A life well lived. That describes the 101+ years our mother spent on this earth. And as fulfilled, and fulfilling, as her life was, we know she regrets not reaching her 102nd birthday, because she was looking forward to yet another party. And my, how she loved parties! Especially when her family celebrated in style with her, as we did for her 100th birthday in 2021.
Jean was born in Kaukauna, Wisconsin, one of five children and the only girl. Her brothers preceded her in death. Family meant the world to her: the two of us; Karen’s spouse, George, and Scott’s spouse, Jocelyn; and, perhaps most important, her beloved grandchildren, Matthew Martin Smith and Olivia Jean Smith. Nothing thrilled her more than watching them achieve. She was so proud of Matt for graduating from medical school and beginning his career as a doctor, following in the footsteps of a grandfather he never knew. She relished her frequent phone calls and visits from him throughout the years. But she and Olivia had a special bond, and they loved to share root beer floats! Mom looked forward to watching Olivia practice her dance routines in her presence, since she wasn’t able to attend her performances. And, Mom welcomed and recounted phone calls from her niece, Kathryn Kramer, who often chatted with her Aunt Jean from her home in Bossier City, Louisiana.
The love of Mom’s life was her husband and our father, Dr. Jacques (Jack) Martin Smith. After graduating from St. Agnes School of Nursing in Fond du Lac, Wisconsin, Mom practiced nursing at a Chicago hospital where she met Jack. She then moved to Oakland, California, to work as a registered nurse when Dad was in the medical corps and stationed at Fort Beale. They married in Kaukauna in 1946 and moved to Chicago, where we were born and raised. Their relationship was one to admire and emulate. Dad described her early in their marriage as “the only wife in the world for me.” They lived their love, creating so many beautiful memories of family vacations, wintertime picnics, camping trips, hunting and fishing expeditions, and, eventually, golfing holidays. Mom embraced Dad’s love for the outdoors, and they passed that love on to their children. What a gift that was! They were also partners in their professional lives. She worked in Dad’s office and, after he died in 1991, she volunteered at Northwestern Memorial Hospital, where he had served as chief of staff.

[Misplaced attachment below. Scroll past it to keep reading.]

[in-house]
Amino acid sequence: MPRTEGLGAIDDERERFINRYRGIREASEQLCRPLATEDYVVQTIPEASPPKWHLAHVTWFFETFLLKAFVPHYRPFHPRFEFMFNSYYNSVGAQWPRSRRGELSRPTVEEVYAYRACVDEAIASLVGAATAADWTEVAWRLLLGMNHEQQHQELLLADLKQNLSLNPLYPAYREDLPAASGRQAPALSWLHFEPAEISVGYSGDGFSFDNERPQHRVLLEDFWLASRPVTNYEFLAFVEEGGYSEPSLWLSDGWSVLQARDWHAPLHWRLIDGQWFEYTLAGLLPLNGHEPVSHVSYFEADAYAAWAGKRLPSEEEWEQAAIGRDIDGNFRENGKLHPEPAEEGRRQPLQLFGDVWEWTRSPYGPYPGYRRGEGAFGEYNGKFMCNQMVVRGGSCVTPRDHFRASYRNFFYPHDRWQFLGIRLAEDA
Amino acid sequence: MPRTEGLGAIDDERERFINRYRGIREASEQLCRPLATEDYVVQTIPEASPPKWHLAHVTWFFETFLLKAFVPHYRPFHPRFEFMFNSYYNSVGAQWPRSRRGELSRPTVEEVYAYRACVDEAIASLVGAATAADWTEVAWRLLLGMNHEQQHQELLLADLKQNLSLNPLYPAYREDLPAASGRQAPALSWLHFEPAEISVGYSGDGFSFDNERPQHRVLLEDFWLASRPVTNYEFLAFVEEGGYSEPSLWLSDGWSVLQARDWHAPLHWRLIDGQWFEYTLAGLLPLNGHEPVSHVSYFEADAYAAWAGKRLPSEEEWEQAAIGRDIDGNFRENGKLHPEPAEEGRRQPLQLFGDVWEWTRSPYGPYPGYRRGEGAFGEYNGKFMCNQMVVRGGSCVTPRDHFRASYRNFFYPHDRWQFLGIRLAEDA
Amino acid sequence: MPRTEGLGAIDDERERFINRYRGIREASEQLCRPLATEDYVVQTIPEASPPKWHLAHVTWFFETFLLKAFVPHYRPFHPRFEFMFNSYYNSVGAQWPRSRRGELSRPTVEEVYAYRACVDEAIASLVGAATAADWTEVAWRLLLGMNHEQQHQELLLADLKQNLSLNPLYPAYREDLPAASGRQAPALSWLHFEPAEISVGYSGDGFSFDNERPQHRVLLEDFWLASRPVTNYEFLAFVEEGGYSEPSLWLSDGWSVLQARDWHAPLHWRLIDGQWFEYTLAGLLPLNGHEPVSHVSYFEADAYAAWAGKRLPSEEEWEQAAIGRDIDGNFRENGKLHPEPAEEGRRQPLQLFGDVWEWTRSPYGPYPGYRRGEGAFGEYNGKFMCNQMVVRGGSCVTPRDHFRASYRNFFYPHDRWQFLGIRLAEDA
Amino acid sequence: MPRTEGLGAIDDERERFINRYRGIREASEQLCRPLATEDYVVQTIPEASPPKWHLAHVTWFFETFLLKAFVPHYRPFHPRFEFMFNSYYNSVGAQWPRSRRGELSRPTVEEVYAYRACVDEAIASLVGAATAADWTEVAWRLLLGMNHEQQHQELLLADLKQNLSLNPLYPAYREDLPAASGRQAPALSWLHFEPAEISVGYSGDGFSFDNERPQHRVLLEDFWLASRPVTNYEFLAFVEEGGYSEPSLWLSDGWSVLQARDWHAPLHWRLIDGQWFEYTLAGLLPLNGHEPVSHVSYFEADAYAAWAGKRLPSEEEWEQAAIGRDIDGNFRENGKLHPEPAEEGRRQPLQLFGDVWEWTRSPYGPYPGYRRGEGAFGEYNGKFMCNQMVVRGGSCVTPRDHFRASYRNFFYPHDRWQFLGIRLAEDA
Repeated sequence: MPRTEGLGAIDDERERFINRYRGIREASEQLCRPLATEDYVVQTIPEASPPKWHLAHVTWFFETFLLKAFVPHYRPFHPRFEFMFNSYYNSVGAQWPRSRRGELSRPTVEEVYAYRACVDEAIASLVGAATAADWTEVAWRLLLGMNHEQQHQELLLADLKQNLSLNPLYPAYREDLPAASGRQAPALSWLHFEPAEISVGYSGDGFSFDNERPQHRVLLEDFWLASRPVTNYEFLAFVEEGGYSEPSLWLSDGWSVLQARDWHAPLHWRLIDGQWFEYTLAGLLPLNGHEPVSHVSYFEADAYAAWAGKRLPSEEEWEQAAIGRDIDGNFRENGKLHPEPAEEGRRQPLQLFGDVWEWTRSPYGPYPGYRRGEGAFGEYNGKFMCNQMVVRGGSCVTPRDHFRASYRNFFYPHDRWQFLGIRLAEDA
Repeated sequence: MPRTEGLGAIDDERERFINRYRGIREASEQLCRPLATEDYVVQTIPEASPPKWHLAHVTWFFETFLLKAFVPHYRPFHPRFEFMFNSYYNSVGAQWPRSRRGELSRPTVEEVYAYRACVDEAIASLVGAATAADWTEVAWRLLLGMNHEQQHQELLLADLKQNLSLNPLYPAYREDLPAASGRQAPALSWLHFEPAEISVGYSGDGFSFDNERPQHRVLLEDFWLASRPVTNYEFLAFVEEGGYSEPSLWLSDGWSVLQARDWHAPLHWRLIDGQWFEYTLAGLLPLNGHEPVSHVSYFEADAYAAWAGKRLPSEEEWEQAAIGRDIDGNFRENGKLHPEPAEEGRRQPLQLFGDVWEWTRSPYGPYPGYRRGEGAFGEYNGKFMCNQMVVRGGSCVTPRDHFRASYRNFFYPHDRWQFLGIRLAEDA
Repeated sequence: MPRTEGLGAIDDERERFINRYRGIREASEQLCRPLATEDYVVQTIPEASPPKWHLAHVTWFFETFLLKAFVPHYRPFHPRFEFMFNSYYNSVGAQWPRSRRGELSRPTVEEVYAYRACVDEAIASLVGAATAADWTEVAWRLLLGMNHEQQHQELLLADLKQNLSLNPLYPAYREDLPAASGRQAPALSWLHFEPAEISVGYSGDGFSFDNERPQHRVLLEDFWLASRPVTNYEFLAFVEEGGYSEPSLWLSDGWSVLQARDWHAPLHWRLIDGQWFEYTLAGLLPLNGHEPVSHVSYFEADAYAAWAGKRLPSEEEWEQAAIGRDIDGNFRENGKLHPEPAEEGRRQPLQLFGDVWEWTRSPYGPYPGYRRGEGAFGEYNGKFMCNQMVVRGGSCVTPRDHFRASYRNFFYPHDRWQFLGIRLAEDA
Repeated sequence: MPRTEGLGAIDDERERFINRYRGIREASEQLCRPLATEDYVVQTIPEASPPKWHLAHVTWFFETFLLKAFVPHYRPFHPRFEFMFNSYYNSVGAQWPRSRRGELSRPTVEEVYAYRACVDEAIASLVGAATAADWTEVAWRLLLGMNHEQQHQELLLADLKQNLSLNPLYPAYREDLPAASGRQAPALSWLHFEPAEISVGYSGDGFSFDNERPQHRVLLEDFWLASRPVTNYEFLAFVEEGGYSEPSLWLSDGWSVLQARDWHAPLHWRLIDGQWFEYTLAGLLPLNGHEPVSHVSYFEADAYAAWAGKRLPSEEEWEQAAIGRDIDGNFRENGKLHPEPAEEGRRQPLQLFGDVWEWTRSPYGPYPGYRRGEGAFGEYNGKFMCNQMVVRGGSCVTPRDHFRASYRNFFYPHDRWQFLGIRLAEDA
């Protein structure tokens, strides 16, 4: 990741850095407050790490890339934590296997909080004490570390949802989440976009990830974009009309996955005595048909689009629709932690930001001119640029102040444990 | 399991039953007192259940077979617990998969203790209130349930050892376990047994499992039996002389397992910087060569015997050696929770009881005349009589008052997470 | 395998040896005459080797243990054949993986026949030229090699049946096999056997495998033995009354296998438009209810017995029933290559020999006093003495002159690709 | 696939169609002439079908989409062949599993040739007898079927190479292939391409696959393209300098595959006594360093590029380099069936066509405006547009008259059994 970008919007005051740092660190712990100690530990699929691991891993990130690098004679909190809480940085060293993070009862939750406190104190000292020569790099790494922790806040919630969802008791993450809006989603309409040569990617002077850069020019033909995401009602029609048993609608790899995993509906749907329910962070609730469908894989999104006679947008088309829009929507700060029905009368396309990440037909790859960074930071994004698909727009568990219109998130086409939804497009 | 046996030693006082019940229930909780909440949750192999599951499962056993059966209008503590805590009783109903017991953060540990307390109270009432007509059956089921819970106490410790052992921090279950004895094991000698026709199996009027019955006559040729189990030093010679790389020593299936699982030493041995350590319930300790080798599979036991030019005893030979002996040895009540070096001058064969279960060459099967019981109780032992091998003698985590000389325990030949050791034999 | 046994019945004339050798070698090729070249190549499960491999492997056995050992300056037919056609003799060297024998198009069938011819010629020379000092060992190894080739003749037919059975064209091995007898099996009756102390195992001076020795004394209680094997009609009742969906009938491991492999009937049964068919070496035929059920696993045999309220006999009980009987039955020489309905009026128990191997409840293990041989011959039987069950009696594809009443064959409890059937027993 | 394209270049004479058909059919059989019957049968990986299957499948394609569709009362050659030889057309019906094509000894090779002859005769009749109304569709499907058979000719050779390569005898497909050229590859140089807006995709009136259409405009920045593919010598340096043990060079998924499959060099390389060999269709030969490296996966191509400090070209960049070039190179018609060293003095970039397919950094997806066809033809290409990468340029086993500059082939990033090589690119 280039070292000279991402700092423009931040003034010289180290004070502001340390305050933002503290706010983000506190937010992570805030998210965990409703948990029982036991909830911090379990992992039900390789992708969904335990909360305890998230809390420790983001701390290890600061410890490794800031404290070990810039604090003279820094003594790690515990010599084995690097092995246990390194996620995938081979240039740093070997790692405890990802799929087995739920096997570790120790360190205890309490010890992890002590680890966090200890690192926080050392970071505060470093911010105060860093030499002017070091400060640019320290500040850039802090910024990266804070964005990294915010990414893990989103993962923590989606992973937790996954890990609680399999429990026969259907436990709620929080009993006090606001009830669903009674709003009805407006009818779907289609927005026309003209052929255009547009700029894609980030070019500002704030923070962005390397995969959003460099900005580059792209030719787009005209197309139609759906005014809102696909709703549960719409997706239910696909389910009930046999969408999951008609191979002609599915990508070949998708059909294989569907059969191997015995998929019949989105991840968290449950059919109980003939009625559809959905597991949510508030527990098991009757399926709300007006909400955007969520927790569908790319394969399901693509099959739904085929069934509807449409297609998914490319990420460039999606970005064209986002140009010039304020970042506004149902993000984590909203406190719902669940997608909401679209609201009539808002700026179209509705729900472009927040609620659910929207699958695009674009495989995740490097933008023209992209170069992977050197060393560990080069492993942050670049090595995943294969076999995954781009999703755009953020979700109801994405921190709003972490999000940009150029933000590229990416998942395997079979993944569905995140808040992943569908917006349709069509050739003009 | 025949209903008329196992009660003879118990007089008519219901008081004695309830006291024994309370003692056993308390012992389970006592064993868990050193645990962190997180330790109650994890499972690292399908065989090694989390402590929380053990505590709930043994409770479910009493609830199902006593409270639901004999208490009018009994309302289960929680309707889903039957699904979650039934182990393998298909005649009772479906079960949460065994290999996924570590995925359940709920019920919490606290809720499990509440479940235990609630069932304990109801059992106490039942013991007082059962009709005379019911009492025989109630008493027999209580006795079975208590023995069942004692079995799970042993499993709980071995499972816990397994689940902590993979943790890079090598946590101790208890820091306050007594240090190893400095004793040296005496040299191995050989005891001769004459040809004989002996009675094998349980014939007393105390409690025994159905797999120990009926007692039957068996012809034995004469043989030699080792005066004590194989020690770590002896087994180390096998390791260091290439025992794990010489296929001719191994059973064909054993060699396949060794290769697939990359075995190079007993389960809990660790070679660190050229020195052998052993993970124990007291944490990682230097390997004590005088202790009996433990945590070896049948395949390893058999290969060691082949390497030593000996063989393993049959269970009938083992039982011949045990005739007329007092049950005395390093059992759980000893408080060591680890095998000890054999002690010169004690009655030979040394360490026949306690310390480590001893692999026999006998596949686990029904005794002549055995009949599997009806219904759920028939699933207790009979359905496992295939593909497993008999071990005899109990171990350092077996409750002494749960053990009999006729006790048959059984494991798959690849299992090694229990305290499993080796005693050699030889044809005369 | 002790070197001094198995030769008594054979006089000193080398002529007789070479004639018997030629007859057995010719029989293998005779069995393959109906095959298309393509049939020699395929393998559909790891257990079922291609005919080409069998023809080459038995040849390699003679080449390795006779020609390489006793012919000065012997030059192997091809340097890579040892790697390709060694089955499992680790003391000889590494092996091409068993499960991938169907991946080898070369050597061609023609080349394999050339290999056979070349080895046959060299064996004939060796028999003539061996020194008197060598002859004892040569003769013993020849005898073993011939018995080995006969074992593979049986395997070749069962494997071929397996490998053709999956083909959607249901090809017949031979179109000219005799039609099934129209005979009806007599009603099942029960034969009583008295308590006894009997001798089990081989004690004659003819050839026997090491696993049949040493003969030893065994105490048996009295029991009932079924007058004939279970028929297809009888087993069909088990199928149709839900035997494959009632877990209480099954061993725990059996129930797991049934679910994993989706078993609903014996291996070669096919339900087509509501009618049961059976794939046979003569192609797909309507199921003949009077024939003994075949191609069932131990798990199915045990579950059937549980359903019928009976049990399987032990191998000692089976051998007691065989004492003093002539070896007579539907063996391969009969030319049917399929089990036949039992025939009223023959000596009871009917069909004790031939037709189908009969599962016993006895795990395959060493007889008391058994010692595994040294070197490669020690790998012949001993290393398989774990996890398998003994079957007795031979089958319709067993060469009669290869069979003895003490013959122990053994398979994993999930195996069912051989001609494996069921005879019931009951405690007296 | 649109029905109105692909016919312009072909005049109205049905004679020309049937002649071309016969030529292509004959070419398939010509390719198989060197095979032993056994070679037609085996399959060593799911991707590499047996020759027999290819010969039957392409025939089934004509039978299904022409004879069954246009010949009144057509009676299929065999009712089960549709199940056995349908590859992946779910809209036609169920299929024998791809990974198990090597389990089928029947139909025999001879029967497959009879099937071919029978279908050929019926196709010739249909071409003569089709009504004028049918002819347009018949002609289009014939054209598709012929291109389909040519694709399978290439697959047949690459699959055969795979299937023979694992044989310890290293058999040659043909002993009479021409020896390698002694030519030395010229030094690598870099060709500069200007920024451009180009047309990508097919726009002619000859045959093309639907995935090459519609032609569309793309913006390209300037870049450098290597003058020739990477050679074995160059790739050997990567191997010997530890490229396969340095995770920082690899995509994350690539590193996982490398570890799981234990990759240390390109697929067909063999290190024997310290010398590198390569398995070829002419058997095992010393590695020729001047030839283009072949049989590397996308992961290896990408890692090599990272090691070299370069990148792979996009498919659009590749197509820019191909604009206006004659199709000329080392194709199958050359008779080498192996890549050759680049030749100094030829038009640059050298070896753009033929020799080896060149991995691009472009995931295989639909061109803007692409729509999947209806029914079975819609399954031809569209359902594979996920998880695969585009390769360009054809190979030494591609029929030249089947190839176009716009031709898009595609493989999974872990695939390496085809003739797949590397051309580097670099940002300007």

But even though Mom was a willing partner on the trout stream or on a pack trip, she loved the finer things, too. She dressed impeccably, always color-coordinated and adorned with jewelry and classy shoes, whether she was going out to dinner or to the grocery store. Some of her fondest memories were of spending several Aprils in Paris, celebrating her birthday with our father. She loved to shop, and whenever Karen came back to Chicago to visit, Mom loved their shopping expeditions to J Crew—even into her 90s—where the retail staff gushed over her. (She liked that, too.) More recently, granddaughter Olivia took over and introduced Mom to Lululemon, where she bought one of her last outfits a year ago, advised expertly by Olivia. When they entertained their many friends, Mom and Dad served cocktails at our home in Steuben glass tumblers and dinner on fine china. Mom was a wonderful cook and baker. She never, ever used a mix of any kind. Brownies and cakes were always made from scratch, and her chicken and dumplings made in the pressure cooker were unmatched. Scott has inherited her skills in the kitchen and her penchant for entertaining.
Mom will be laid to rest in Kaukauna. Per her wishes, the family will celebrate her life at a Mass at Holy Cross Catholic Church where she and Dad married in 1946. She’ll be buried in the family plot at Holy Cross Cemetery. Her Catholic faith was important to Mom. Until she lost her eyesight a few years ago, she would watch Sunday Mass from Holy Name Cathedral in Chicago on television after she was no longer able to walk to church.
As she told us many times during the last few months, Mom was ready to die and to join Dad in heaven. Though she had outlived her friends, she was content with the long life she had, with the blessings she was given, and with the contributions she made to her family and to the world around her. How fortunate for all of us that she passed peacefully. We will miss her, but we are thankful she was a part of our lives for so many decades. She is at rest, and she leaves behind a meaningful legacy. We’ll raise a glass and enjoy a cake on her 102nd birthday. We expect she’ll be watching!
Contributions may be made in her name to:
Uniting Voices Chicago (formerly Chicago Children’s Choir)
78 E. Washington St. #5
Chicago, IL 60602
--Karen Smith Baker and Scott Robert Smith, on behalf of the Smith Family